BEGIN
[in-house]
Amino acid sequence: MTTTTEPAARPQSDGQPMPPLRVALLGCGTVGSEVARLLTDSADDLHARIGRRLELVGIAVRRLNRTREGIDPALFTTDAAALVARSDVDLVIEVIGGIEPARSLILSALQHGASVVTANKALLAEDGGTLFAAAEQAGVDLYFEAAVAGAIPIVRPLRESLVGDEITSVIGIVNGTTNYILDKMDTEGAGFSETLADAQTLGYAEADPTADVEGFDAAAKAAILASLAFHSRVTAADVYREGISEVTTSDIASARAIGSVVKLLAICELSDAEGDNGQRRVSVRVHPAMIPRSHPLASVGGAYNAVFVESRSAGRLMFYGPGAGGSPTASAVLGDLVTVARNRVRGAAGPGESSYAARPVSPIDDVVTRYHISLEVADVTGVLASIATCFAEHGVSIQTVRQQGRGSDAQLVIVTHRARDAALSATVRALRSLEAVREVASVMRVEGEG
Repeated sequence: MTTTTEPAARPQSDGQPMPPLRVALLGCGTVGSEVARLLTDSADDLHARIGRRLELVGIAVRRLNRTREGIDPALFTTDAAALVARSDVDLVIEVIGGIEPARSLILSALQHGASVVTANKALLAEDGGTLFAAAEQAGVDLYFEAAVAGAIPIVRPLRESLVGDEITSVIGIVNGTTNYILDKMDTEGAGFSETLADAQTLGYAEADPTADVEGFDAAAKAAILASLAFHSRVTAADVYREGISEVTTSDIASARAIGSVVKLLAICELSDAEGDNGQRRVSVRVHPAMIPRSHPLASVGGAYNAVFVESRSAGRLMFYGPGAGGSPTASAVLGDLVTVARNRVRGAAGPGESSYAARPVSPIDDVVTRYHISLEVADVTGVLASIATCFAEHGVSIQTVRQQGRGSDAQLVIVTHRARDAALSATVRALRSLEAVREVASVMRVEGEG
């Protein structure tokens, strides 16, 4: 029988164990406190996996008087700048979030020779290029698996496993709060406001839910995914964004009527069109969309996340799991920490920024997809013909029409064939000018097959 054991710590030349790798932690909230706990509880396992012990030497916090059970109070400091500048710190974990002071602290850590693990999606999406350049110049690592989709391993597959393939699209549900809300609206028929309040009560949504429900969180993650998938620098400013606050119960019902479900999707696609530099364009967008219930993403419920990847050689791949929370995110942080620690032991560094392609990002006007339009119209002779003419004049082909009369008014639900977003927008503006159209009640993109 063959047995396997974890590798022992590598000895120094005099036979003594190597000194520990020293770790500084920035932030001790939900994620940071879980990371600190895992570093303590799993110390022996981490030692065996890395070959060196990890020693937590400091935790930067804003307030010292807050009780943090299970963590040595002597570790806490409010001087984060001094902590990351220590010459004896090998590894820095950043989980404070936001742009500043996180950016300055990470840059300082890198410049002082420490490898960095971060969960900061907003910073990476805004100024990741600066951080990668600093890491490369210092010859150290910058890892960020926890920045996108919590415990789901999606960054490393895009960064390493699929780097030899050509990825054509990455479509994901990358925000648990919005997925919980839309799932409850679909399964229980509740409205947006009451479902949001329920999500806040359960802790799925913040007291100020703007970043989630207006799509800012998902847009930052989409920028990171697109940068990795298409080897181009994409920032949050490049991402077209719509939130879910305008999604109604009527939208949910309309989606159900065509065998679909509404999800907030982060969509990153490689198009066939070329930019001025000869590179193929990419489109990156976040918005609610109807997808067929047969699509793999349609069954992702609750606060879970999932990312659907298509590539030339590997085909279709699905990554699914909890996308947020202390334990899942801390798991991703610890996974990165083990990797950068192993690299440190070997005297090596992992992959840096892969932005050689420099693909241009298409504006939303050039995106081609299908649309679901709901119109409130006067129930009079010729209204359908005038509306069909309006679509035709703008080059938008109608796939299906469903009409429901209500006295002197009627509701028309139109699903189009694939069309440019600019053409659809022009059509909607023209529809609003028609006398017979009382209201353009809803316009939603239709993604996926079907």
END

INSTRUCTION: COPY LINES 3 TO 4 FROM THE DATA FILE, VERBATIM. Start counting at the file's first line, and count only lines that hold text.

Repeated sequence: MTTTTEPAARPQSDGQPMPPLRVALLGCGTVGSEVARLLTDSADDLHARIGRRLELVGIAVRRLNRTREGIDPALFTTDAAALVARSDVDLVIEVIGGIEPARSLILSALQHGASVVTANKALLAEDGGTLFAAAEQAGVDLYFEAAVAGAIPIVRPLRESLVGDEITSVIGIVNGTTNYILDKMDTEGAGFSETLADAQTLGYAEADPTADVEGFDAAAKAAILASLAFHSRVTAADVYREGISEVTTSDIASARAIGSVVKLLAICELSDAEGDNGQRRVSVRVHPAMIPRSHPLASVGGAYNAVFVESRSAGRLMFYGPGAGGSPTASAVLGDLVTVARNRVRGAAGPGESSYAARPVSPIDDVVTRYHISLEVADVTGVLASIATCFAEHGVSIQTVRQQGRGSDAQLVIVTHRARDAALSATVRALRSLEAVREVASVMRVEGEG
């Protein structure tokens, strides 16, 4: 029988164990406190996996008087700048979030020779290029698996496993709060406001839910995914964004009527069109969309996340799991920490920024997809013909029409064939000018097959 054991710590030349790798932690909230706990509880396992012990030497916090059970109070400091500048710190974990002071602290850590693990999606999406350049110049690592989709391993597959393939699209549900809300609206028929309040009560949504429900969180993650998938620098400013606050119960019902479900999707696609530099364009967008219930993403419920990847050689791949929370995110942080620690032991560094392609990002006007339009119209002779003419004049082909009369008014639900977003927008503006159209009640993109 063959047995396997974890590798022992590598000895120094005099036979003594190597000194520990020293770790500084920035932030001790939900994620940071879980990371600190895992570093303590799993110390022996981490030692065996890395070959060196990890020693937590400091935790930067804003307030010292807050009780943090299970963590040595002597570790806490409010001087984060001094902590990351220590010459004896090998590894820095950043989980404070936001742009500043996180950016300055990470840059300082890198410049002082420490490898960095971060969960900061907003910073990476805004100024990741600066951080990668600093890491490369210092010859150290910058890892960020926890920045996108919590415990789901999606960054490393895009960064390493699929780097030899050509990825054509990455479509994901990358925000648990919005997925919980839309799932409850679909399964229980509740409205947006009451479902949001329920999500806040359960802790799925913040007291100020703007970043989630207006799509800012998902847009930052989409920028990171697109940068990795298409080897181009994409920032949050490049991402077209719509939130879910305008999604109604009527939208949910309309989606159900065509065998679909509404999800907030982060969509990153490689198009066939070329930019001025000869590179193929990419489109990156976040918005609610109807997808067929047969699509793999349609069954992702609750606060879970999932990312659907298509590539030339590997085909279709699905990554699914909890996308947020202390334990899942801390798991991703610890996974990165083990990797950068192993690299440190070997005297090596992992992959840096892969932005050689420099693909241009298409504006939303050039995106081609299908649309679901709901119109409130006067129930009079010729209204359908005038509306069909309006679509035709703008080059938008109608796939299906469903009409429901209500006295002197009627509701028309139109699903189009694939069309440019600019053409659809022009059509909607023209529809609003028609006398017979009382209201353009809803316009939603239709993604996926079907």